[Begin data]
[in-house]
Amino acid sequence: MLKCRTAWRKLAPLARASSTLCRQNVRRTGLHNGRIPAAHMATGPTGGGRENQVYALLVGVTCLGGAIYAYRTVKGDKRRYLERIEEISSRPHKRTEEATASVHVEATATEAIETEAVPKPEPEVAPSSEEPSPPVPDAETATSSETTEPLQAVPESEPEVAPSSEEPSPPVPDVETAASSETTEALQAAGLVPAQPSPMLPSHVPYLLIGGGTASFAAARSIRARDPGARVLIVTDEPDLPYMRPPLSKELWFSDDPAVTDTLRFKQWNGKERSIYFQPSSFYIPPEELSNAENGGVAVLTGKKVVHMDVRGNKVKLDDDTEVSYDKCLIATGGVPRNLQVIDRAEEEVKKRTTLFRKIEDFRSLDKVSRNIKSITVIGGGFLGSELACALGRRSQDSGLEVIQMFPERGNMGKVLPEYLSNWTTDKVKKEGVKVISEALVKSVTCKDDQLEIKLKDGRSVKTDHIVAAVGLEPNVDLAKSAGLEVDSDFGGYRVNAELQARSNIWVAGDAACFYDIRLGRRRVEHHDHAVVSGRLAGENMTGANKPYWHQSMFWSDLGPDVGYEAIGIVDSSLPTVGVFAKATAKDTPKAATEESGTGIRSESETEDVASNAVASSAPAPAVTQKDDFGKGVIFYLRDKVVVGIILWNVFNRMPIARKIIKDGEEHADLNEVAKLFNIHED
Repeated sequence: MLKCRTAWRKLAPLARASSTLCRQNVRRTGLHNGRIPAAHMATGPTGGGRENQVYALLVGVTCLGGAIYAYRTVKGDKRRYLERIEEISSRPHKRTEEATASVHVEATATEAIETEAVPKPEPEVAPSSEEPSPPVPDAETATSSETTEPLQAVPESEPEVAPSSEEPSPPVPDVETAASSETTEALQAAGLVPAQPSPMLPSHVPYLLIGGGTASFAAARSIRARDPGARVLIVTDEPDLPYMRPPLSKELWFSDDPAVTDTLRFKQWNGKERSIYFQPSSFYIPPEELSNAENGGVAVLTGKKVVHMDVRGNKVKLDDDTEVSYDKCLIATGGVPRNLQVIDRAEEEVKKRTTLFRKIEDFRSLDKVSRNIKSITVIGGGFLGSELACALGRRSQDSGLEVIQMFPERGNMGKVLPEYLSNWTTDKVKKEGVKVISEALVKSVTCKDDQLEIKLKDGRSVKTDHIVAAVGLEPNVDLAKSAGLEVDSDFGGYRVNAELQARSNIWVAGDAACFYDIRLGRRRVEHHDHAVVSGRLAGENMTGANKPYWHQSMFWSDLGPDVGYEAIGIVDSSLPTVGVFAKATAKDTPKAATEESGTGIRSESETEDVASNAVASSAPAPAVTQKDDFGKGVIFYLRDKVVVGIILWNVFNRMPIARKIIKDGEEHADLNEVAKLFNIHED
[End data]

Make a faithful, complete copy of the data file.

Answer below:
[in-house]
Amino acid sequence: MLKCRTAWRKLAPLARASSTLCRQNVRRTGLHNGRIPAAHMATGPTGGGRENQVYALLVGVTCLGGAIYAYRTVKGDKRRYLERIEEISSRPHKRTEEATASVHVEATATEAIETEAVPKPEPEVAPSSEEPSPPVPDAETATSSETTEPLQAVPESEPEVAPSSEEPSPPVPDVETAASSETTEALQAAGLVPAQPSPMLPSHVPYLLIGGGTASFAAARSIRARDPGARVLIVTDEPDLPYMRPPLSKELWFSDDPAVTDTLRFKQWNGKERSIYFQPSSFYIPPEELSNAENGGVAVLTGKKVVHMDVRGNKVKLDDDTEVSYDKCLIATGGVPRNLQVIDRAEEEVKKRTTLFRKIEDFRSLDKVSRNIKSITVIGGGFLGSELACALGRRSQDSGLEVIQMFPERGNMGKVLPEYLSNWTTDKVKKEGVKVISEALVKSVTCKDDQLEIKLKDGRSVKTDHIVAAVGLEPNVDLAKSAGLEVDSDFGGYRVNAELQARSNIWVAGDAACFYDIRLGRRRVEHHDHAVVSGRLAGENMTGANKPYWHQSMFWSDLGPDVGYEAIGIVDSSLPTVGVFAKATAKDTPKAATEESGTGIRSESETEDVASNAVASSAPAPAVTQKDDFGKGVIFYLRDKVVVGIILWNVFNRMPIARKIIKDGEEHADLNEVAKLFNIHED
Repeated sequence: MLKCRTAWRKLAPLARASSTLCRQNVRRTGLHNGRIPAAHMATGPTGGGRENQVYALLVGVTCLGGAIYAYRTVKGDKRRYLERIEEISSRPHKRTEEATASVHVEATATEAIETEAVPKPEPEVAPSSEEPSPPVPDAETATSSETTEPLQAVPESEPEVAPSSEEPSPPVPDVETAASSETTEALQAAGLVPAQPSPMLPSHVPYLLIGGGTASFAAARSIRARDPGARVLIVTDEPDLPYMRPPLSKELWFSDDPAVTDTLRFKQWNGKERSIYFQPSSFYIPPEELSNAENGGVAVLTGKKVVHMDVRGNKVKLDDDTEVSYDKCLIATGGVPRNLQVIDRAEEEVKKRTTLFRKIEDFRSLDKVSRNIKSITVIGGGFLGSELACALGRRSQDSGLEVIQMFPERGNMGKVLPEYLSNWTTDKVKKEGVKVISEALVKSVTCKDDQLEIKLKDGRSVKTDHIVAAVGLEPNVDLAKSAGLEVDSDFGGYRVNAELQARSNIWVAGDAACFYDIRLGRRRVEHHDHAVVSGRLAGENMTGANKPYWHQSMFWSDLGPDVGYEAIGIVDSSLPTVGVFAKATAKDTPKAATEESGTGIRSESETEDVASNAVASSAPAPAVTQKDDFGKGVIFYLRDKVVVGIILWNVFNRMPIARKIIKDGEEHADLNEVAKLFNIHED